Parent subjectBombs
Description The V-1 was a small pilotless aircraft, fitted with an 850 kilogramme high explosive warhead and powered by a petrol-fuelled pulse jet engine. It was the first of Germany's "vengence weapons" or vergeltungwaffen, from which the "V" designation was derived, although its correct designation was the FZG-76. Development work on the FZG-76 began at Peenemünde in June 1942 and the first successful flight took place on 24 December 1942. Mass production began on 1 March 1944 and about 35,000 were eventually produced. The FZG-76 was launched from an inclined ramp and it was originally intended to be fired from hardened fixed launch sites. These sites, however, were hard to conceal and as a result were heavily attacked by Allied aircraft. Most operational launches of the FZG-76 were thus conducted from portable launch ramps that were concealed amongst buildings and vegetation. The first occurred on 13 June 1944 and was targeted on London. Up until 29 March 1945, 9,521 FZG-76s were launched against targets in the United Kingdom, of which only 6,725 made it as far as the British coast and 4,621 were subsequently destroyed by anti-aircraft fire or fighter aircraft, leaving to 2,104 to crash down somewhere, not always on their intended target. The main launch sites were located in the Pas de Calais in France, but once these were overrun by Allied forces in September 1944, FZG-76s were launched from Heinkel III bombers up until January 1945. The last phase of the flying bomb offensive on Britain was conducted between 3 and 29 March 1945 with a long range variant of the FZG-76, launched from sites in Holland. Six and a half thousand FZG-76s were also launched against Dutch and Belgian towns, predominantly Antwerp; 4,096 of which reached their targets.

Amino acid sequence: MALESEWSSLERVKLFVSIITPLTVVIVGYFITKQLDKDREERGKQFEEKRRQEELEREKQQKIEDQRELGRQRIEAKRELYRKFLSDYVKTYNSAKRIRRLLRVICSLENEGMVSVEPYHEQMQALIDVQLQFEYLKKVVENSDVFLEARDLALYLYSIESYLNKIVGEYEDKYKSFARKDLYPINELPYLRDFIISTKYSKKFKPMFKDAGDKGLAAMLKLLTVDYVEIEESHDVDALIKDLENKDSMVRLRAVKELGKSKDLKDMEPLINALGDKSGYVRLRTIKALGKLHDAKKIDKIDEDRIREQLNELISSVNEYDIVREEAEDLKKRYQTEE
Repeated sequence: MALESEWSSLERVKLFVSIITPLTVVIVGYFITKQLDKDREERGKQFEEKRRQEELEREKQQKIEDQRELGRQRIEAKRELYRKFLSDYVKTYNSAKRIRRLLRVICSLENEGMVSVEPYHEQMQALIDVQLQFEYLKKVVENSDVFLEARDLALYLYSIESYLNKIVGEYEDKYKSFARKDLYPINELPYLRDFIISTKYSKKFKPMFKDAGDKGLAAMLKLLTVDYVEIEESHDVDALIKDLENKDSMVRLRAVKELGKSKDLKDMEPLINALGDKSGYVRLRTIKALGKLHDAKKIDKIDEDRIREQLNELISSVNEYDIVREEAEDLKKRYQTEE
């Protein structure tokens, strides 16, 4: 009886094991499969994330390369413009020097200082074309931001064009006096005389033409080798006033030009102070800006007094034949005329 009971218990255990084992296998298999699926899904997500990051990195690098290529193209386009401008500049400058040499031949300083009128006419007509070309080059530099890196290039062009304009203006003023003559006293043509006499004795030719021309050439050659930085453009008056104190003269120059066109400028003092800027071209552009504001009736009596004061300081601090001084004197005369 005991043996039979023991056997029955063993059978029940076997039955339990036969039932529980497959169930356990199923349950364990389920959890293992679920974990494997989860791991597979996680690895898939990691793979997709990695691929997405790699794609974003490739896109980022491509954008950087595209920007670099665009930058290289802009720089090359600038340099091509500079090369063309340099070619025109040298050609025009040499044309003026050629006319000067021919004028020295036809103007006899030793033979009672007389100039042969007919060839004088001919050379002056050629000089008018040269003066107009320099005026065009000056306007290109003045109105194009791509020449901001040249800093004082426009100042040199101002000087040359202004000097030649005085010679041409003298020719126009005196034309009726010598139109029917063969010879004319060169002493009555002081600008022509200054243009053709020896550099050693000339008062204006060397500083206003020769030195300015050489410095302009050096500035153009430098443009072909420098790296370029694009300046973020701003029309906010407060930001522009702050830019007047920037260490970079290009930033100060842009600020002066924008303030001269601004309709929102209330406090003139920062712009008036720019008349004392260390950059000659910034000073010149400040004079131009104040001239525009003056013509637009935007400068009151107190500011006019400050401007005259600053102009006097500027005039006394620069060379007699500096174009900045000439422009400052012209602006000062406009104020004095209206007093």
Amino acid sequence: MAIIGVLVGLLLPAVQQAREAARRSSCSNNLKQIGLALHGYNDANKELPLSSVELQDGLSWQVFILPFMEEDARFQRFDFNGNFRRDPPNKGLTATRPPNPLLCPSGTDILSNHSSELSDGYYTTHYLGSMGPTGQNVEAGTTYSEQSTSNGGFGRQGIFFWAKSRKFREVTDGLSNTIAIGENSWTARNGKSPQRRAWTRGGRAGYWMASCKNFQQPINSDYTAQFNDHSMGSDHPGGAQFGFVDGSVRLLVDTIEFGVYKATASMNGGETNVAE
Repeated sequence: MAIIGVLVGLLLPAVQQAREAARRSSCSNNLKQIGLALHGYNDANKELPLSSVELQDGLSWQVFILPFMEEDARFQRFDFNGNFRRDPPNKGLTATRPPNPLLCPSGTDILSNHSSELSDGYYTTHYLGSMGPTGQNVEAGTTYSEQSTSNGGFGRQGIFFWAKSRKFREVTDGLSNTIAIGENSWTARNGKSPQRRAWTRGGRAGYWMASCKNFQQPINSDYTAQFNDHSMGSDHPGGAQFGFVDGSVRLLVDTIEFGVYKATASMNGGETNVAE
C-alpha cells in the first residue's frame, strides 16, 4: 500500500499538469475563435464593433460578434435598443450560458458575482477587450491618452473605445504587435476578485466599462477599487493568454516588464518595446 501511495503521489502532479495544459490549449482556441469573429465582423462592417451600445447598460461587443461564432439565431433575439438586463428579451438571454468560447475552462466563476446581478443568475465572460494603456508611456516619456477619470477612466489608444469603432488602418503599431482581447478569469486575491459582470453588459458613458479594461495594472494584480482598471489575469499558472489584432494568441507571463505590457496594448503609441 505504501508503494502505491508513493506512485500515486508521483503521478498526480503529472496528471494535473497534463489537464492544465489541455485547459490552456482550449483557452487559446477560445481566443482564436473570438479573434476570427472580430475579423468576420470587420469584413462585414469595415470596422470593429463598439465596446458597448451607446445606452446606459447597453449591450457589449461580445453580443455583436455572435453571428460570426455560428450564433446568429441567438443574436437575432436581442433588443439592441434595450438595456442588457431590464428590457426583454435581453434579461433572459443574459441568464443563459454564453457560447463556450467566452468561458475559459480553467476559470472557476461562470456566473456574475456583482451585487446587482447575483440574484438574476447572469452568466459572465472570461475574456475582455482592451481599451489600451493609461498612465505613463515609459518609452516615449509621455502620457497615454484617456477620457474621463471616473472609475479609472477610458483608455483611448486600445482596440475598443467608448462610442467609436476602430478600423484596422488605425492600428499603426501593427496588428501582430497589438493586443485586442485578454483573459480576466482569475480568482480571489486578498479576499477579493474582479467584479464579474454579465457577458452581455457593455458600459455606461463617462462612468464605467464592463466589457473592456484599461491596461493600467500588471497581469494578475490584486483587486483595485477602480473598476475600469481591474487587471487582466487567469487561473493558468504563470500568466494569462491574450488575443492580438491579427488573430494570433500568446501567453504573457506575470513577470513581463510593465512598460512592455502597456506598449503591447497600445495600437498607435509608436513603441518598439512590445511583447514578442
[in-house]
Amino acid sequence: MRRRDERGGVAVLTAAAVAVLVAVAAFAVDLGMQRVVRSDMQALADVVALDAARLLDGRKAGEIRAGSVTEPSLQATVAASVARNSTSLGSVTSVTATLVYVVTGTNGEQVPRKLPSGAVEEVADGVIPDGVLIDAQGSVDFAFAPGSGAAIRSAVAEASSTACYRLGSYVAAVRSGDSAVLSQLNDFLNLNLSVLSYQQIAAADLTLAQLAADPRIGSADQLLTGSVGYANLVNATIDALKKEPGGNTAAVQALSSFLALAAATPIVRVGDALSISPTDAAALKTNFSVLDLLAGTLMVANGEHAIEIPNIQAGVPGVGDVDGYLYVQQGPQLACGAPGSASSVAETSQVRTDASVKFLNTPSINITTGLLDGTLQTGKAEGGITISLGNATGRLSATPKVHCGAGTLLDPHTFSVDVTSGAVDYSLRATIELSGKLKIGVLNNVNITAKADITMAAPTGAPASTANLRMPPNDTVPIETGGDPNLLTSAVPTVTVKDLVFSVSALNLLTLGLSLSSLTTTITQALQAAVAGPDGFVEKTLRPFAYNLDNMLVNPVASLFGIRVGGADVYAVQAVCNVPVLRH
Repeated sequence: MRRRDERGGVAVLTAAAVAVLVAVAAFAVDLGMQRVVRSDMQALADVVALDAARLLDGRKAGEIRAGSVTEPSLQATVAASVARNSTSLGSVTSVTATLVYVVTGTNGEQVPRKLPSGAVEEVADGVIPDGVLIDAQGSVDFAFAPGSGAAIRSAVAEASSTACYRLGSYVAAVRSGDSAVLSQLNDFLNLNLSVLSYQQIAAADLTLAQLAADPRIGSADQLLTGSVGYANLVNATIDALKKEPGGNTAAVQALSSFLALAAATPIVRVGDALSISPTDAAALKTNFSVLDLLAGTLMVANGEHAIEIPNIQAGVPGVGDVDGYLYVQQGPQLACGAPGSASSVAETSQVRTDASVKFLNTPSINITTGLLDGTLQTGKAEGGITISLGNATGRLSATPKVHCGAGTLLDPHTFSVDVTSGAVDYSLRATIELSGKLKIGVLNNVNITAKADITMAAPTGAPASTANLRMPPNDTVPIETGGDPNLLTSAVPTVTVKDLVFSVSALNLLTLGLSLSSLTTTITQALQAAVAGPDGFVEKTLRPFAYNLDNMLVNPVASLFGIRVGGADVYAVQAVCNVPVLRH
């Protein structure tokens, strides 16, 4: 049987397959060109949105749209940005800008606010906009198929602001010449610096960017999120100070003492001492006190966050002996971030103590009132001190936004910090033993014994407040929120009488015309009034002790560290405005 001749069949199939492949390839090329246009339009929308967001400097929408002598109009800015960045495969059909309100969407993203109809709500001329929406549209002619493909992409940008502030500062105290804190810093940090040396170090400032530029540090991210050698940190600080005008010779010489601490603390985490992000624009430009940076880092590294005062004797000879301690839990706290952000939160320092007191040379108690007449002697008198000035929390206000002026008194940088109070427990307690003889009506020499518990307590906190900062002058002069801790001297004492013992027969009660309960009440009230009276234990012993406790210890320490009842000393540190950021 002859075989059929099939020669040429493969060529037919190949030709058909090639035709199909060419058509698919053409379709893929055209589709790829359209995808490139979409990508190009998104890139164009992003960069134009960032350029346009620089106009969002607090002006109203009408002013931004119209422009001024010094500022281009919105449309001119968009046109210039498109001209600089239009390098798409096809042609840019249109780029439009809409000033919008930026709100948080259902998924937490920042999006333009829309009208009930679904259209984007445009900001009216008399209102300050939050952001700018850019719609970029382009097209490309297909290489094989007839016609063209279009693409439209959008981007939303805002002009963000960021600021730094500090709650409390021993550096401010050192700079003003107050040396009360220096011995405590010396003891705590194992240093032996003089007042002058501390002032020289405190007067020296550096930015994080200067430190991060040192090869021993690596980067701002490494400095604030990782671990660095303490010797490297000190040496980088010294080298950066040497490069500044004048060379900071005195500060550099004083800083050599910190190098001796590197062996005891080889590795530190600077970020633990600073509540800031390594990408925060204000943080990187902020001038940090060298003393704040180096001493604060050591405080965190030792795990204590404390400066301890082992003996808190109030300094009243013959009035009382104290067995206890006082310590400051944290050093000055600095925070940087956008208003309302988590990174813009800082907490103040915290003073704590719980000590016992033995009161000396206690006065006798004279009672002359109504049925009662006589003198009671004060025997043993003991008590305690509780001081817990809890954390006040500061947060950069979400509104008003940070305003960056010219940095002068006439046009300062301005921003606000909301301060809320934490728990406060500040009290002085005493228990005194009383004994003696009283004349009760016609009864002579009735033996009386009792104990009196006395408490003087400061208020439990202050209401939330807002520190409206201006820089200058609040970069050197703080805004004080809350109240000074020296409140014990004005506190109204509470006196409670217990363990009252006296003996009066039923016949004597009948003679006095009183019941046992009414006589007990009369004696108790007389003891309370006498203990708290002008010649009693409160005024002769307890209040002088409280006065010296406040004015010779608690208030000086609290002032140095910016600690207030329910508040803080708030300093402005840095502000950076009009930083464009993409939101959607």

V-1 Flying Bombs